I’ve just got back from #SHRM12 in Atlanta, a fantastic event that attracted close to 20,0000 people. I managed to catch a few sessions but I spent most of my time for the first two days in the hive. The hive was a brilliant collaboration between Dice.Com and SHRM, providing support and advice to any of the attendees on social media topics on a one to one basis. taking the theme and inspiration from Apple, with three genius bars, staffed by 80 members of the blog squad who volunteered to give up time to get others started on their social media journey. I found it really rewarding spending time with HR professionals getting them started. It was a great reminder of starting out, and the pure joy that comes from connecting. Before thinking about R.O.I, tools, applications and strategy, it is about connecting with others and sharing. The hive reminded me of this.
It was through the hive and the blog squad that I first came in to contact with Curtis Midkiff. Curtis is the Director of Social Engagement for SHRM, the society for human resource management. The role seems to be a catch-all covering all things social, This means promoting SHRM through the social channels, providing opportunities for members to connect with the organisation and each other, as well as supporting the members use of social media. It is a challenging role with diverse demands, and one that Curtis does well. I’ve had some involvement with the trade organisations where the pace of change can be slow. It is a balancing act between progress in small steps whilst respecting the existing brand and set up. What struck me about #SHRM12 was that social media was referenced in virtually every session, and the # trended for 4 days with over 25,200 tweets coming from over 3,800 contributors, and just over 700 new twitter accounts set up. I think the stats speak volumes about the excellent job Curtis is doing in moving the social conversation. This volume of brand exposure illustrates how SHRM, lead by Curtis, are putting SHRM at the center of HR conversations with not only the members, but more importantly the HR audience at large.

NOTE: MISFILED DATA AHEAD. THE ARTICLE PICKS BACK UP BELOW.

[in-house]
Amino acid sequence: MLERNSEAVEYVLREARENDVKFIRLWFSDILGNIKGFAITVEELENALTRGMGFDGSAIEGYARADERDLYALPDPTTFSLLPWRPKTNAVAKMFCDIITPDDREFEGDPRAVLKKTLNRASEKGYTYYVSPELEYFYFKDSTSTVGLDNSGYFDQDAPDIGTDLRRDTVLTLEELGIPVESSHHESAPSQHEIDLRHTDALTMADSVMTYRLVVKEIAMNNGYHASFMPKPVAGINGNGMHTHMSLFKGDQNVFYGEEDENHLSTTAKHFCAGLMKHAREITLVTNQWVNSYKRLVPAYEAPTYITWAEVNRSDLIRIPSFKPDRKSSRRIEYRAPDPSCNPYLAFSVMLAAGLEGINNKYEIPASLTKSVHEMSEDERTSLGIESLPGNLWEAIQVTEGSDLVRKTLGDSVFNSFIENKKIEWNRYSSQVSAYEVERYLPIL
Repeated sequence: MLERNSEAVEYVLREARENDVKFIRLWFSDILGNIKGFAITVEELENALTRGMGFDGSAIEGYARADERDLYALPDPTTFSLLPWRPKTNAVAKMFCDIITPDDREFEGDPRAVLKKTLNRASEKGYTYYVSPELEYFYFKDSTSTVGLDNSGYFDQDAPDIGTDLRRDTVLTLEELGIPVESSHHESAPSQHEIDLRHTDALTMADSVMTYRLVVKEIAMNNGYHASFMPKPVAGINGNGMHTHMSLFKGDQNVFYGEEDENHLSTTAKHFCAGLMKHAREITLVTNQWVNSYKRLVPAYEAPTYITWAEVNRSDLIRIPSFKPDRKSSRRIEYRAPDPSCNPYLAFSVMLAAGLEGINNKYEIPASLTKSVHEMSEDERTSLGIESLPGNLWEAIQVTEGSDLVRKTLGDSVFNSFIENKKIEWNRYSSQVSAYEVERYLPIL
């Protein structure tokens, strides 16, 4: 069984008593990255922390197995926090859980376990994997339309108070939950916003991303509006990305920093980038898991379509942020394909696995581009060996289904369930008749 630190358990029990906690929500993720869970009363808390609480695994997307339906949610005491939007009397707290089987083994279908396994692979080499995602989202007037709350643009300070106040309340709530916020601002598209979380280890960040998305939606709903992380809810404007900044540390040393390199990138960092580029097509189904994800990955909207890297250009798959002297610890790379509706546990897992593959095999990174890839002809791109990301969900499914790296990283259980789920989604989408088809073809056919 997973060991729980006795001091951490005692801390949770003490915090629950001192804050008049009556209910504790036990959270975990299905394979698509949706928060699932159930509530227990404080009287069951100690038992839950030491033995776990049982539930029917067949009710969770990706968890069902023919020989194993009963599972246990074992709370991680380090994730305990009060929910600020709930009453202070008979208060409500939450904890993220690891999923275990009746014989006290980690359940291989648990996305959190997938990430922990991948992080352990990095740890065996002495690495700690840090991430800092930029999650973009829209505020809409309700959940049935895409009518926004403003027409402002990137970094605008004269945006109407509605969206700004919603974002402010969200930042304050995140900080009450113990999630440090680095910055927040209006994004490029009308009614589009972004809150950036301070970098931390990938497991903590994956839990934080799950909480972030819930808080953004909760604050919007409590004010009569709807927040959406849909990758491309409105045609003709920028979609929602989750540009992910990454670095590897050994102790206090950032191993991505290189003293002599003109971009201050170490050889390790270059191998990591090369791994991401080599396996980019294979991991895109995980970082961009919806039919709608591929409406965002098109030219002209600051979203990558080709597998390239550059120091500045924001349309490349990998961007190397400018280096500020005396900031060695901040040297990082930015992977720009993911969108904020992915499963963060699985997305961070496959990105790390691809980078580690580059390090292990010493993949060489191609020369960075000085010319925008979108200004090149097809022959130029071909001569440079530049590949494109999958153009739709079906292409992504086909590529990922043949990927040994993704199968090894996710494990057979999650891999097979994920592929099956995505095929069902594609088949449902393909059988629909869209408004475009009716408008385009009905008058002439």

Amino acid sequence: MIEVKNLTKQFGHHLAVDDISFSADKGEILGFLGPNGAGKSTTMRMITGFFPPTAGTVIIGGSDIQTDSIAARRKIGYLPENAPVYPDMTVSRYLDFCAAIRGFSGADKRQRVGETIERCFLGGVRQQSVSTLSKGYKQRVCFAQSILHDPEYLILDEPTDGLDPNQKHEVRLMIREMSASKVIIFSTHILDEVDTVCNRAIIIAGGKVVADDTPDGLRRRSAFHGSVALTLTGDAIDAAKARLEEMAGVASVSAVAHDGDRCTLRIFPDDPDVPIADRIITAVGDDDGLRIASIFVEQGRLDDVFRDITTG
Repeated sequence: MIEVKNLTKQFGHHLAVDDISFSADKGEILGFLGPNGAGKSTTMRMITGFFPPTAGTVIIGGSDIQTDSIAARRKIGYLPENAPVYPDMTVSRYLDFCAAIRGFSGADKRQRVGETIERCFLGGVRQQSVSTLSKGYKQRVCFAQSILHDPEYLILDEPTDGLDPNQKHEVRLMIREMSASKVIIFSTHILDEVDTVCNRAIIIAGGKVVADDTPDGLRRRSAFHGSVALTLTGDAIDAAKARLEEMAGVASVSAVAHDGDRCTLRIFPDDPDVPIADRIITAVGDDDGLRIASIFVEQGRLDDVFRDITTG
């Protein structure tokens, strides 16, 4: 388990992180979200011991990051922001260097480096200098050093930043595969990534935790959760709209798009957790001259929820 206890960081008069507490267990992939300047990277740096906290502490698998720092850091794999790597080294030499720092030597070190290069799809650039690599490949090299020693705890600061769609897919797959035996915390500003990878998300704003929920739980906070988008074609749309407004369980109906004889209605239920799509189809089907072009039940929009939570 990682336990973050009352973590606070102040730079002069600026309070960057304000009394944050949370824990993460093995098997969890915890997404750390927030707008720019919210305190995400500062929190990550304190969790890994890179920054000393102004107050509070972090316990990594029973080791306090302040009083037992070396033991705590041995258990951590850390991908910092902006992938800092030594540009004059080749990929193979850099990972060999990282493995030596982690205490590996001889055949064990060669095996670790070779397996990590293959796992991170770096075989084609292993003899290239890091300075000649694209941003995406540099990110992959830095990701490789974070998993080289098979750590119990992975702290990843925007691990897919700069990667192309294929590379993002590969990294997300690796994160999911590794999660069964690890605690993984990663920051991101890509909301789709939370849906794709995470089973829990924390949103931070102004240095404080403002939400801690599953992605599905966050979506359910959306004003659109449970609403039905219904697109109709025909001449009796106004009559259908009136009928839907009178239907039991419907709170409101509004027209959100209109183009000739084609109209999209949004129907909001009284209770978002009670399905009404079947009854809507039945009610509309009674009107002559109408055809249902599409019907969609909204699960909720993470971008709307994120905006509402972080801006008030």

Curtis joined SHRM in 2010, and has been making steady progress since. Before joining SHRM, Curtis was Chief Marketing Officer for JCM Enterprises. Among Curtis’s responsibilities at JCM was helping not for profit organisation develop fund raising strategies through the emerging social media channels, as well as supporting companies with product marketing and other initiatives. Curtis worked at JCM for over 4 years, and was at the forefrount of the switch from e-mail to social marketing. experience that would serve him well on moving to SHRM.
Prior to joining JCM, Curtis founded and ran the BAMPAC Bulletin, an on-line website, bulletin board and newsletter. BAMPAC is a non-partisan political action group who work towards change in communities, and supporting local students with education. This was the start of Midkiffs marketing career, after studying political management at The George Washington University and English at Morehouse College. His career to date has been one of exploration and innovation, propelling him towards his great work at SHRM.
I really enjoyed spending time with Curtis and getting to know him a little better. He is full of optimism and leads from the front, a quality that no doubt has served him well with the many obstacles he has no doubt faced in turning SHRM in to a social organisation. The success of SHRM12 in generating social buzz is testament to his work. Blogger Dwane Lay of LeanHR and Dovetail software sums up Curtis’s contribution on LinkedIn with the following recommendation:
“As a member of the blogging community, I’ve often found that we are at best tolerated and at worst scorned at conference time. Curtis took the lead in moving Social Media to the forefront at the SHRM12 conference. By building a structure that was not just welcoming but engaging, he captured the attention of a wider social network than ever before. 700 new Twitter accounts, 25K mentions from 4k contributors and 103 million impressions don’t lie.
Curtis was also very generous with his time, constantly engaging with the community from the beginning of the planning to well after the execution phase. He is held in very high regard for the work done in marshaling resources from media and vendors to provide an outstanding experience for the people who really count, the conference attendee. There are few in the industry who have that kind of reach, and fewer who can turn it into results.
Curtis is at the top of that game, without question.” June 28, 2012
I agree with the sentiment. Thankyou Curtis for all you do, looking forward to meeting up again soon. Keep rapping!